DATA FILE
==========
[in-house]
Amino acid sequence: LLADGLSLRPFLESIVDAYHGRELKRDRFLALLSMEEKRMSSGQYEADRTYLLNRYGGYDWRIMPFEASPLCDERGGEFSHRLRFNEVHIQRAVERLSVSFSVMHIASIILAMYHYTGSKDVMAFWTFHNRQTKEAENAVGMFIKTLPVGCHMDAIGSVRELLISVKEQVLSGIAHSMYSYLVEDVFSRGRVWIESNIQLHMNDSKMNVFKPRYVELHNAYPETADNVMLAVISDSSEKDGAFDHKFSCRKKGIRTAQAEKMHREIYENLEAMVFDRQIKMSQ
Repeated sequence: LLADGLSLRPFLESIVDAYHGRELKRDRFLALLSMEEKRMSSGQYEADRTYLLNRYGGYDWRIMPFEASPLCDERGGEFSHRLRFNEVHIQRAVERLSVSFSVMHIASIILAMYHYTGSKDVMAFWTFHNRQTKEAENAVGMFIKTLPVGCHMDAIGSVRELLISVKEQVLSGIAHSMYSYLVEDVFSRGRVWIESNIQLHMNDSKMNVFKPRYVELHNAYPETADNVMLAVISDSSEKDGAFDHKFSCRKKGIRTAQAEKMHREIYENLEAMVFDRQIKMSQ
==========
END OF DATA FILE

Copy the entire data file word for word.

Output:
[in-house]
Amino acid sequence: LLADGLSLRPFLESIVDAYHGRELKRDRFLALLSMEEKRMSSGQYEADRTYLLNRYGGYDWRIMPFEASPLCDERGGEFSHRLRFNEVHIQRAVERLSVSFSVMHIASIILAMYHYTGSKDVMAFWTFHNRQTKEAENAVGMFIKTLPVGCHMDAIGSVRELLISVKEQVLSGIAHSMYSYLVEDVFSRGRVWIESNIQLHMNDSKMNVFKPRYVELHNAYPETADNVMLAVISDSSEKDGAFDHKFSCRKKGIRTAQAEKMHREIYENLEAMVFDRQIKMSQ
Repeated sequence: LLADGLSLRPFLESIVDAYHGRELKRDRFLALLSMEEKRMSSGQYEADRTYLLNRYGGYDWRIMPFEASPLCDERGGEFSHRLRFNEVHIQRAVERLSVSFSVMHIASIILAMYHYTGSKDVMAFWTFHNRQTKEAENAVGMFIKTLPVGCHMDAIGSVRELLISVKEQVLSGIAHSMYSYLVEDVFSRGRVWIESNIQLHMNDSKMNVFKPRYVELHNAYPETADNVMLAVISDSSEKDGAFDHKFSCRKKGIRTAQAEKMHREIYENLEAMVFDRQIKMSQ